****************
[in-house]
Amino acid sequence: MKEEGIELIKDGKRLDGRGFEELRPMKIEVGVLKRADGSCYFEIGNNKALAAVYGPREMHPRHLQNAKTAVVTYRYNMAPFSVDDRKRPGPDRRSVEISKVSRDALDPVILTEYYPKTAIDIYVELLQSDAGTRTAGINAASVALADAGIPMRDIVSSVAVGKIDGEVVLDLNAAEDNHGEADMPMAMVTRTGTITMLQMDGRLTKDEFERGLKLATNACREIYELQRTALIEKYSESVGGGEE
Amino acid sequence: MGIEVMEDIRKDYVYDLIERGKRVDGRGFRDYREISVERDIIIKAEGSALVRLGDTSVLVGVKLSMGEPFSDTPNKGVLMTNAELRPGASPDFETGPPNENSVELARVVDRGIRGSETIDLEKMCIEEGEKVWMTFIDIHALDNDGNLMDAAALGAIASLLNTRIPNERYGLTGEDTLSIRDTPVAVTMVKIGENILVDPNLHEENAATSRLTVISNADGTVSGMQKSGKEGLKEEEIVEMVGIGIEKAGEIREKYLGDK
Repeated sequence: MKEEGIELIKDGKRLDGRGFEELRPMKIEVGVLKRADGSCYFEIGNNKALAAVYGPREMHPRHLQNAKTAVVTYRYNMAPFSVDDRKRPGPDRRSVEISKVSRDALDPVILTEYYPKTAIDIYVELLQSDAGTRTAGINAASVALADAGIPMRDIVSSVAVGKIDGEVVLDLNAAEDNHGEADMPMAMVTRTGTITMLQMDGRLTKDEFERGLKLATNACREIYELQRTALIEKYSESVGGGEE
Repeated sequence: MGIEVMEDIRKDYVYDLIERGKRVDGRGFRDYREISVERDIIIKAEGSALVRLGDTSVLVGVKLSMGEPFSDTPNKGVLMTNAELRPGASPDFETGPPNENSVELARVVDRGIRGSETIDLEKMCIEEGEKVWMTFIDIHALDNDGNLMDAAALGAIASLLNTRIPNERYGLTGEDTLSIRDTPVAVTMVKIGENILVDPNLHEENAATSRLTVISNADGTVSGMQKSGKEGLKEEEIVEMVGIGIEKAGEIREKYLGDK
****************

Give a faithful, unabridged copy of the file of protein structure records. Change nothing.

[in-house]
Amino acid sequence: MKEEGIELIKDGKRLDGRGFEELRPMKIEVGVLKRADGSCYFEIGNNKALAAVYGPREMHPRHLQNAKTAVVTYRYNMAPFSVDDRKRPGPDRRSVEISKVSRDALDPVILTEYYPKTAIDIYVELLQSDAGTRTAGINAASVALADAGIPMRDIVSSVAVGKIDGEVVLDLNAAEDNHGEADMPMAMVTRTGTITMLQMDGRLTKDEFERGLKLATNACREIYELQRTALIEKYSESVGGGEE
Amino acid sequence: MGIEVMEDIRKDYVYDLIERGKRVDGRGFRDYREISVERDIIIKAEGSALVRLGDTSVLVGVKLSMGEPFSDTPNKGVLMTNAELRPGASPDFETGPPNENSVELARVVDRGIRGSETIDLEKMCIEEGEKVWMTFIDIHALDNDGNLMDAAALGAIASLLNTRIPNERYGLTGEDTLSIRDTPVAVTMVKIGENILVDPNLHEENAATSRLTVISNADGTVSGMQKSGKEGLKEEEIVEMVGIGIEKAGEIREKYLGDK
Repeated sequence: MKEEGIELIKDGKRLDGRGFEELRPMKIEVGVLKRADGSCYFEIGNNKALAAVYGPREMHPRHLQNAKTAVVTYRYNMAPFSVDDRKRPGPDRRSVEISKVSRDALDPVILTEYYPKTAIDIYVELLQSDAGTRTAGINAASVALADAGIPMRDIVSSVAVGKIDGEVVLDLNAAEDNHGEADMPMAMVTRTGTITMLQMDGRLTKDEFERGLKLATNACREIYELQRTALIEKYSESVGGGEE
Repeated sequence: MGIEVMEDIRKDYVYDLIERGKRVDGRGFRDYREISVERDIIIKAEGSALVRLGDTSVLVGVKLSMGEPFSDTPNKGVLMTNAELRPGASPDFETGPPNENSVELARVVDRGIRGSETIDLEKMCIEEGEKVWMTFIDIHALDNDGNLMDAAALGAIASLLNTRIPNERYGLTGEDTLSIRDTPVAVTMVKIGENILVDPNLHEENAATSRLTVISNADGTVSGMQKSGKEGLKEEEIVEMVGIGIEKAGEIREKYLGDK